Building From the Ground Up

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Pondering the meaning of life (and sustainable development?) on Lough Allua, Co. Cork

(Photo credit: Declan O'Mahony)

"Can development and nature conservation co-exist? Or are we simply deluding ourselves?"

A question I've asked myself countless times, and then asked you - my trusted reader - in a previous post my musings and readings have left some lasting impressions, particularly the idea of evident trade-offs between conservation and development, even if that development is classed as 'sustainable'. Yes, conservation can' trump' development (!), but it does seem increasingly rare that it does so. Should we continue to strive for more unrealistic "win-win" scenarios with 'virtuous cycles of progress and prosperity' or focus our efforts on turning losses into wins, by not backing down to the corporate machine that has now fused with national government bodies ( Justin Trudeau's ) love for tar sands, or Ireland's addiction to dairy - a top polluter around the world - or Trump's endless quest for new o just to name a few ?

Let's take it back home to Éire for a moment: Ireland is one of only four European countries with greenhouse gas emissions above 1990 levels and has been continually criticised for its lack of urgency in tackling it's 2020 deadline to reduce emissions, facing huge fines and monetary penalties from the EU. Although there are many dedicated campaigners, scientists, policymakers and members of the community whole-heartedly dedicated to improving Ireland's attitude towards nature and the environment, looking clinically at the state we are in (that is: ranked LAST in Europe in our effort to tackle climate change), it does not look as though nature conservation and the environment have had major wins against development on the EMERALD ISLE !!

In a time of social and political upheaval, with a young generation of voters pushing the status quo out into unchartered territory and a brighter future for Ireland (through campaigns such as 'Repeal the 8th' and a 62% YES vote to legalise gay marriage) it is a perfect opportunity for voters and non-voters alike to realise that environmental issues, social justice issues and the revival of traditional Irish Culture are intrinsically linked. They will require us to shake our societal structure to the core and from there build a national and global community whose primary focus is to increase human and non-human well-being.

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Repeal the 8th Amendment protestors, Galway, Ireland. ©Jack Daniel Trá


For us to live sustained by this planet, it seems obvious to me that we must live within Earth's limits. This has multiple implications and will require us to question and change our behaviour, as individuals and collectively. The relentless consumption of meaningless goods (be it the newest iPhone or the single-use plastic spoon with your lunchtime leek-and-potato soup) does immeasurable damage to the natural environment but it also does not leave you feeling truly fulfilled - by the time the plastic packaging has come off and been swept away to the nearest landfill or even the ocean, your brain has already jumped to the next product.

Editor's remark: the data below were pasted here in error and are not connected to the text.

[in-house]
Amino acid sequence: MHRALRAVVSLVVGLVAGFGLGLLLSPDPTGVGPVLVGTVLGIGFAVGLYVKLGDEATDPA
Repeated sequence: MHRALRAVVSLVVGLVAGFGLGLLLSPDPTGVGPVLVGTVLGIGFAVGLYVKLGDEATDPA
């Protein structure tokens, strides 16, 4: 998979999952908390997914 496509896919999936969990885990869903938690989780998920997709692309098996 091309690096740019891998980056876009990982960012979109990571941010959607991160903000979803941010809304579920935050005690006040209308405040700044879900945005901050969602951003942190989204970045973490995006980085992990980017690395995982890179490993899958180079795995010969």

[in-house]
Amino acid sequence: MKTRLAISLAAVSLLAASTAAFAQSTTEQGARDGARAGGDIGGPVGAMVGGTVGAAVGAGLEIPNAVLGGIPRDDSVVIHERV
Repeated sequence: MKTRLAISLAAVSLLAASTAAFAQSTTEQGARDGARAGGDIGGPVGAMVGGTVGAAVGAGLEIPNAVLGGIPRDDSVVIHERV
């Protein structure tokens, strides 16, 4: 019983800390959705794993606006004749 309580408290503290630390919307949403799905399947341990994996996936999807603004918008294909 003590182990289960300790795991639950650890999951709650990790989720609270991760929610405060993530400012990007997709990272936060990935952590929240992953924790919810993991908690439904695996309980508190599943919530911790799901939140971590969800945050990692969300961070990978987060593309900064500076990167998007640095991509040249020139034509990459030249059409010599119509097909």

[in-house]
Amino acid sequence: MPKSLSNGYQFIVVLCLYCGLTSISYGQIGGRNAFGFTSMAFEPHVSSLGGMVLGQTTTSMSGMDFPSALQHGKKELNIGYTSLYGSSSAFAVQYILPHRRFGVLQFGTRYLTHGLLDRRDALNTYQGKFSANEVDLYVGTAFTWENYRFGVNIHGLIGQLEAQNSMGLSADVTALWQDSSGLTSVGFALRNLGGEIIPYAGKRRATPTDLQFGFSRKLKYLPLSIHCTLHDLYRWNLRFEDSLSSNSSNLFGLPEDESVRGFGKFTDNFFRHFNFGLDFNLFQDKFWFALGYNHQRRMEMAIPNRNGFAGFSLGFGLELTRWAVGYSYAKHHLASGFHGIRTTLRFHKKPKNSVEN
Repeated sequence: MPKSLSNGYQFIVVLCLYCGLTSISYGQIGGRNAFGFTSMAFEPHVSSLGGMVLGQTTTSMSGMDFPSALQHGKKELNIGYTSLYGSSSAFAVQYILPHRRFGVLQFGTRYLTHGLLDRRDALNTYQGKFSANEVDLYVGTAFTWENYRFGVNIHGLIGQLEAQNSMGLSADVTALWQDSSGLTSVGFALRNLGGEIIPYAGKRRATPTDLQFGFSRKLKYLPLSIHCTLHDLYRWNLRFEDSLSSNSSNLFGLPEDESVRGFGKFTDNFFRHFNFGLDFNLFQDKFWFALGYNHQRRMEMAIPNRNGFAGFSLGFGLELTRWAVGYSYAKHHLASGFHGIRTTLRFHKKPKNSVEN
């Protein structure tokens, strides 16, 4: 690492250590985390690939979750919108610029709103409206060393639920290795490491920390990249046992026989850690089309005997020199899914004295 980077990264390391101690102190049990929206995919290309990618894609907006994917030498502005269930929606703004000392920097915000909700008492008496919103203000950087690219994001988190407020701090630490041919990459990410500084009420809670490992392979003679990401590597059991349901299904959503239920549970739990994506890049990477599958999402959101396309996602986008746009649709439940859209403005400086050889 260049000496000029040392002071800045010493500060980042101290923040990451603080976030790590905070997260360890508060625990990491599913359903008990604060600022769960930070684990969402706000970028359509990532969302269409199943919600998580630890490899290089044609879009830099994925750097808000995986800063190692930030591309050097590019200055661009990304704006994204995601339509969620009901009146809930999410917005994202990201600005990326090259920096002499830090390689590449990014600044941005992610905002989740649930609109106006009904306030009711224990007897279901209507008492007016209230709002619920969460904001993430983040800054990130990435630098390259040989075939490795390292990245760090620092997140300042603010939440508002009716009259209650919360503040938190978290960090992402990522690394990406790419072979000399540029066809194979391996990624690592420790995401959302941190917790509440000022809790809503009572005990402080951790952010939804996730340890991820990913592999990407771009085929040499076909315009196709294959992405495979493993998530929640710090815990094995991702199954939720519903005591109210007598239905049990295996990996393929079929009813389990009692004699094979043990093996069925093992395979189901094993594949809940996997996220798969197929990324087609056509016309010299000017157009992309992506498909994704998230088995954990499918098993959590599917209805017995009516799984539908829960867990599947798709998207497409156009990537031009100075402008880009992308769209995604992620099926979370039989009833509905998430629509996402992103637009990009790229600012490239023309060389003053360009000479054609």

Ultimately, I have hope that if we could look up from our illuminated screens long enough to realise how powerful the human collective can be, realising just how critical it is for us to prevent global warming reaching anywhere near the 2 degree Celcius mark,  realising how wonderful it is to be part of a tangible community (not one based on double tapping and little red hearts)... and quickly taking the strides necessary to achieving such dreams: then it is within our reach to guide planet Earth through the Anthropocene and perhaps come out the other end less scath than if we kept scrolling.

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Artist: Ashley Lukashevsky


As the youth of Ireland are becoming increasingly well educated and more socially and politically active, I think it's possible that this generation will be the spark needed to ignite a movement supporting this human collective. To attack a vast range of issues by tying them together (see ecofeminism and conservation with deep-rooted community involvement)  for example means a stronger front on every level and an increased number of minds using their intellectual, creative, and emotional genius to find new and exciting ways to push the boundaries. Social media itself can be utilised in a powerful way to inspire change (drawing a line between narcissistic like-hunting and global connectedness) such as the *BlackLivesMatter and *MeToo campaigns,  both of which aim to radically reconfigure social realities.

So as I near the end of a journey from source to sea, please hear this as a rally cry: use your genius to stand up for issues that affect you, affect your family or friends, affect the human collective and of course, affect our beautiful planet Earth.